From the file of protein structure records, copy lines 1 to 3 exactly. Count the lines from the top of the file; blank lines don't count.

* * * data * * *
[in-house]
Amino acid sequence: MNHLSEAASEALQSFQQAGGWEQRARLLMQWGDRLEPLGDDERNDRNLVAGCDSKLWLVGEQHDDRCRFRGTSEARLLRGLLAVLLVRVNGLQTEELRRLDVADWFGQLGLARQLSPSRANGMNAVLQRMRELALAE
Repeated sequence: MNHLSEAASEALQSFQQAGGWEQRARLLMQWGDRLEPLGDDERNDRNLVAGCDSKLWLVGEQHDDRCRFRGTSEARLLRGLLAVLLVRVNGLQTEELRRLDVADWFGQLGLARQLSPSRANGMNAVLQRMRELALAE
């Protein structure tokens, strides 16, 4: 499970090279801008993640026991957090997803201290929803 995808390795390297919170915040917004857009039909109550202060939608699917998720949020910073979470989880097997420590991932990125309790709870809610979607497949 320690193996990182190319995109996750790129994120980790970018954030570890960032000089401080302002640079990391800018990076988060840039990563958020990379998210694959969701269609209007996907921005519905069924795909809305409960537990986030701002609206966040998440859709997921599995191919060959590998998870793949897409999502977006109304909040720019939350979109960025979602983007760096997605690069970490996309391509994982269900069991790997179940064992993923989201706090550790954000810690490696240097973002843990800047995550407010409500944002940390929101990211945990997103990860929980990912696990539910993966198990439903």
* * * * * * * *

[in-house]
Amino acid sequence: MNHLSEAASEALQSFQQAGGWEQRARLLMQWGDRLEPLGDDERNDRNLVAGCDSKLWLVGEQHDDRCRFRGTSEARLLRGLLAVLLVRVNGLQTEELRRLDVADWFGQLGLARQLSPSRANGMNAVLQRMRELALAE
Repeated sequence: MNHLSEAASEALQSFQQAGGWEQRARLLMQWGDRLEPLGDDERNDRNLVAGCDSKLWLVGEQHDDRCRFRGTSEARLLRGLLAVLLVRVNGLQTEELRRLDVADWFGQLGLARQLSPSRANGMNAVLQRMRELALAE